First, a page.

Teaching the Movement 2014

Fortunately, many excellent resources are available for states interested in improving their content standards and for teachers looking to improve the rigor of their own instruction. Table 6 identifies the top state sites; many additional sites are devoted to teaching the movement, including those we single out in Table 7. There is some hope, too, in the development of a common social studies framework, although we should not expect to see common history content standards ahead. Like much education reform in the United States, the struggle to improve the expectations we set will inevitably occur at the state and local levels.

It is our hope that this report, and subsequent work in this vein by the Southern Poverty Law Center, will provide states with productive models and possibilities for teaching one of our nation’s most important eras. The rubric included here improves on our prior evaluation but still falls short of a comprehensive blueprint for teaching the civil rights movement. Nevertheless, it should serve as a model for states working to improve their standards and frameworks.11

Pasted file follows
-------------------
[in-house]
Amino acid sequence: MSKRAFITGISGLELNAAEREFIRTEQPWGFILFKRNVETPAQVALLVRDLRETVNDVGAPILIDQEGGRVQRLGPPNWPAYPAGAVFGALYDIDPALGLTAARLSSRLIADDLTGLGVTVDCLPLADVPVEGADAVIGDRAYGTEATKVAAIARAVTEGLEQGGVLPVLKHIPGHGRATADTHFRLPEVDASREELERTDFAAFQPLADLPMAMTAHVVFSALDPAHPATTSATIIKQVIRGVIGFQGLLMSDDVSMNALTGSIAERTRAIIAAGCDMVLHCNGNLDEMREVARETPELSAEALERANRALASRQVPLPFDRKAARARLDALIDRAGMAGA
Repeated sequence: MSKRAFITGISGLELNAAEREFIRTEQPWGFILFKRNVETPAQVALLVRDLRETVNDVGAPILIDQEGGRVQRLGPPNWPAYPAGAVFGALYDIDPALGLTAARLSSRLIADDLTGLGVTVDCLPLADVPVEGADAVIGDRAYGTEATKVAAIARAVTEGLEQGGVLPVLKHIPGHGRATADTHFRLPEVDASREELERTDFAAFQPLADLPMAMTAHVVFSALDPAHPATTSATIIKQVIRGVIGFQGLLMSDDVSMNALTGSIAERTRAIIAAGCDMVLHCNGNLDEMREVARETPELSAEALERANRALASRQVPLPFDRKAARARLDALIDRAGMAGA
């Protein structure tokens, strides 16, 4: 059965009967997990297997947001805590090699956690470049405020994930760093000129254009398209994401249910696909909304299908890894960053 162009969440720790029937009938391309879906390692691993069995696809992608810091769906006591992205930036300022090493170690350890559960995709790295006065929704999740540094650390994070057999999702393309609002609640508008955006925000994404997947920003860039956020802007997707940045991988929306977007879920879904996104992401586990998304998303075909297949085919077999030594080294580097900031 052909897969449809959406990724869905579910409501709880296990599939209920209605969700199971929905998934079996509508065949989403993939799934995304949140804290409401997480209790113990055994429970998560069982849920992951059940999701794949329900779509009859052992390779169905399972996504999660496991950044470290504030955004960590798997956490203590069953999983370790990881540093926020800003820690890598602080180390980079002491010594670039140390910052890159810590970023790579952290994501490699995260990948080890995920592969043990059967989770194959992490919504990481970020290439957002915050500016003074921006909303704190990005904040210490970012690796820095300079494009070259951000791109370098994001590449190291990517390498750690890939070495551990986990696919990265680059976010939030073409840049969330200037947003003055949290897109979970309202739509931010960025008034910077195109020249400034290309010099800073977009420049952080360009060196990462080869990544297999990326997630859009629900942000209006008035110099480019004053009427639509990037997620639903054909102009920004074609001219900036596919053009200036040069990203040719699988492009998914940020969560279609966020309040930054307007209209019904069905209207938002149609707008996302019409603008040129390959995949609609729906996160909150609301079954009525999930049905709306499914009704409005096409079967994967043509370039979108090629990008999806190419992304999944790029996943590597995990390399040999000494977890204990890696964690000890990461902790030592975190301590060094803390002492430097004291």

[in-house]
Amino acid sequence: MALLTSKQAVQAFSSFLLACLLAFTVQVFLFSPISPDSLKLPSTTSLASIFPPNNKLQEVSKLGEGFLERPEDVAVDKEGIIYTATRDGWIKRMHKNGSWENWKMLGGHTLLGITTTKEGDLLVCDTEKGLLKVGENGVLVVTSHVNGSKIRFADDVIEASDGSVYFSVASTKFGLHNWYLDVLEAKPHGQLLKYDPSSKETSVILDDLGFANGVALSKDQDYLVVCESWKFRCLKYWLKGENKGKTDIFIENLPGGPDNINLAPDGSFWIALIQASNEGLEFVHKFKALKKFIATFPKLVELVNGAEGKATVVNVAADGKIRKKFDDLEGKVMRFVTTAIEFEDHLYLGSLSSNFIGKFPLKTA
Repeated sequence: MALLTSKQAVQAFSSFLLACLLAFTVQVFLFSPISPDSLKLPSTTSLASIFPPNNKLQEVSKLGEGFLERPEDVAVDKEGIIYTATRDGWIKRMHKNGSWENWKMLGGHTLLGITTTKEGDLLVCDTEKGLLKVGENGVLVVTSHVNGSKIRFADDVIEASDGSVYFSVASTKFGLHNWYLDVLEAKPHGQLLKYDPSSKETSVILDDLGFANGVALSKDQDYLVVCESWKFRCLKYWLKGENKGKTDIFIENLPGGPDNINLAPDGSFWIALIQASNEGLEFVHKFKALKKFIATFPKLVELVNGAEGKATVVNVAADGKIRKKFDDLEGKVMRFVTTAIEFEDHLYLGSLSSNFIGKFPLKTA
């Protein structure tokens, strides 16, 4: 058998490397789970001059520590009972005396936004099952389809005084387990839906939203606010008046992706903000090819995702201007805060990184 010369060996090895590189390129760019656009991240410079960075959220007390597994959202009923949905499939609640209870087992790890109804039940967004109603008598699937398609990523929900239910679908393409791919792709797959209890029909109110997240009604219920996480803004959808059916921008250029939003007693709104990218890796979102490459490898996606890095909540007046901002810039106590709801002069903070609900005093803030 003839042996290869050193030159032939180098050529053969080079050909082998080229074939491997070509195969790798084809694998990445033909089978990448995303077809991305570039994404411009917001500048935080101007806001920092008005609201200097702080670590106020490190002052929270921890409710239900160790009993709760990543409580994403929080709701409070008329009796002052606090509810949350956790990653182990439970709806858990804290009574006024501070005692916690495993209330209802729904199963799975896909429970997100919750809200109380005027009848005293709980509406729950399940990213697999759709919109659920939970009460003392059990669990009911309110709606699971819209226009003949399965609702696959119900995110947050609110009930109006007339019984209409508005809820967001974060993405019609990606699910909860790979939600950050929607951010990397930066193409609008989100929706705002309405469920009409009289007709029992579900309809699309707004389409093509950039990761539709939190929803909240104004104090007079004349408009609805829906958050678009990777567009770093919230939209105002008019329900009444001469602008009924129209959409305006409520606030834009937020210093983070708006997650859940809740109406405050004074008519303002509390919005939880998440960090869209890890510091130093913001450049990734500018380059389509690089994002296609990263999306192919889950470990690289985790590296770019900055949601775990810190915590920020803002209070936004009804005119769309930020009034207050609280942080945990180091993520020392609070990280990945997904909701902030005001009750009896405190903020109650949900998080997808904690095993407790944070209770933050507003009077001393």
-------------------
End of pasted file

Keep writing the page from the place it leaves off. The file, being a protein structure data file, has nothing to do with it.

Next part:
We recognize, of course, that state standards and resources neither fully determine nor adequately describe actual teaching and learning. The research to evaluate the knowledge base, practices and needs of teachers has not been conducted. Such research is needed to allow better materials to be created in support of instruction at the classroom level while giving us more information about practices in individual states.

Finally, we should work to create, identify and promote models for best practices. We should learn from states like Louisiana, South Carolina and Georgia. Too many states do not support required civil rights movement instruction. This does not mean that the battle is lost. Teachers can and regularly do set higher expectations for their students. Bringing together and sharing model practices can spread outstanding teaching while convincing institutional authorities that a better world is possible.

By issuing this report, the Southern Poverty Law Center hopes to continue the national conversation about the importance of teaching America’s students about the modern civil rights movement. We call for states to integrate a comprehensive approach to civil rights education into their K-12 history and social studies curricula. We also call for a concerted effort among schools and other organizations that train teachers to work to ensure that teachers are well-prepared to teach about the civil rights movement. 

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